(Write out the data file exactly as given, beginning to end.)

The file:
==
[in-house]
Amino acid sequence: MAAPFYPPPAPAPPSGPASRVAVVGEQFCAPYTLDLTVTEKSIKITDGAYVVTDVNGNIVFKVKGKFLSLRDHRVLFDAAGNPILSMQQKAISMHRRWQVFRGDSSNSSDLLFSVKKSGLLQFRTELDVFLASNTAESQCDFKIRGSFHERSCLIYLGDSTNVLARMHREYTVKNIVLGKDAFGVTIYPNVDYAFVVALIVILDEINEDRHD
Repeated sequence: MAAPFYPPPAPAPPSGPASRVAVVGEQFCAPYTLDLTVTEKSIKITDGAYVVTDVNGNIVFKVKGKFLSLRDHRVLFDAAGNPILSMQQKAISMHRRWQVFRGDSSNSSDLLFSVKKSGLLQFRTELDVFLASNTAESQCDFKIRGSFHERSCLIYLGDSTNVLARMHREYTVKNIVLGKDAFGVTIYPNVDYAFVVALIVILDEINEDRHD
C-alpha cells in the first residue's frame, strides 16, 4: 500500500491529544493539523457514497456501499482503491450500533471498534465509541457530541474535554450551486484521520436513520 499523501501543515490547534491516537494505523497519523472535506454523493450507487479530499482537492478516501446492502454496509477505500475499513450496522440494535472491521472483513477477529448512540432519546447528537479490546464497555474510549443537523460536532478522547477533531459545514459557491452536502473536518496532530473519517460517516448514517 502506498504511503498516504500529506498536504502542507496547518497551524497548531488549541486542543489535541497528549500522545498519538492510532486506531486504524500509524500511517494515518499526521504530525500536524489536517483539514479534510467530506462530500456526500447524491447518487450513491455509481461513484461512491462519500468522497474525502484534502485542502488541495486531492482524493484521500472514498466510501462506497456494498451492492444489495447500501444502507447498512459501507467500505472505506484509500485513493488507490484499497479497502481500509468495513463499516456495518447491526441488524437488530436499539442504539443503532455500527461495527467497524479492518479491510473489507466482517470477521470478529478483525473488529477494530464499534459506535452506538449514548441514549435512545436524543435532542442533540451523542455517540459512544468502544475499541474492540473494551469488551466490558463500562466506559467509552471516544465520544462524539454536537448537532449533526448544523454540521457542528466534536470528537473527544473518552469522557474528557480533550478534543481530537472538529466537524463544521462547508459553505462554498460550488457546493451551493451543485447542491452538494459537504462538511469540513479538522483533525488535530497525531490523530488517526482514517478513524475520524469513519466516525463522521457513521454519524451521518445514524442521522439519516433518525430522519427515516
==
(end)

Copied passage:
[in-house]
Amino acid sequence: MAAPFYPPPAPAPPSGPASRVAVVGEQFCAPYTLDLTVTEKSIKITDGAYVVTDVNGNIVFKVKGKFLSLRDHRVLFDAAGNPILSMQQKAISMHRRWQVFRGDSSNSSDLLFSVKKSGLLQFRTELDVFLASNTAESQCDFKIRGSFHERSCLIYLGDSTNVLARMHREYTVKNIVLGKDAFGVTIYPNVDYAFVVALIVILDEINEDRHD
Repeated sequence: MAAPFYPPPAPAPPSGPASRVAVVGEQFCAPYTLDLTVTEKSIKITDGAYVVTDVNGNIVFKVKGKFLSLRDHRVLFDAAGNPILSMQQKAISMHRRWQVFRGDSSNSSDLLFSVKKSGLLQFRTELDVFLASNTAESQCDFKIRGSFHERSCLIYLGDSTNVLARMHREYTVKNIVLGKDAFGVTIYPNVDYAFVVALIVILDEINEDRHD
C-alpha cells in the first residue's frame, strides 16, 4: 500500500491529544493539523457514497456501499482503491450500533471498534465509541457530541474535554450551486484521520436513520 499523501501543515490547534491516537494505523497519523472535506454523493450507487479530499482537492478516501446492502454496509477505500475499513450496522440494535472491521472483513477477529448512540432519546447528537479490546464497555474510549443537523460536532478522547477533531459545514459557491452536502473536518496532530473519517460517516448514517 502506498504511503498516504500529506498536504502542507496547518497551524497548531488549541486542543489535541497528549500522545498519538492510532486506531486504524500509524500511517494515518499526521504530525500536524489536517483539514479534510467530506462530500456526500447524491447518487450513491455509481461513484461512491462519500468522497474525502484534502485542502488541495486531492482524493484521500472514498466510501462506497456494498451492492444489495447500501444502507447498512459501507467500505472505506484509500485513493488507490484499497479497502481500509468495513463499516456495518447491526441488524437488530436499539442504539443503532455500527461495527467497524479492518479491510473489507466482517470477521470478529478483525473488529477494530464499534459506535452506538449514548441514549435512545436524543435532542442533540451523542455517540459512544468502544475499541474492540473494551469488551466490558463500562466506559467509552471516544465520544462524539454536537448537532449533526448544523454540521457542528466534536470528537473527544473518552469522557474528557480533550478534543481530537472538529466537524463544521462547508459553505462554498460550488457546493451551493451543485447542491452538494459537504462538511469540513479538522483533525488535530497525531490523530488517526482514517478513524475520524469513519466516525463522521457513521454519524451521518445514524442521522439519516433518525430522519427515516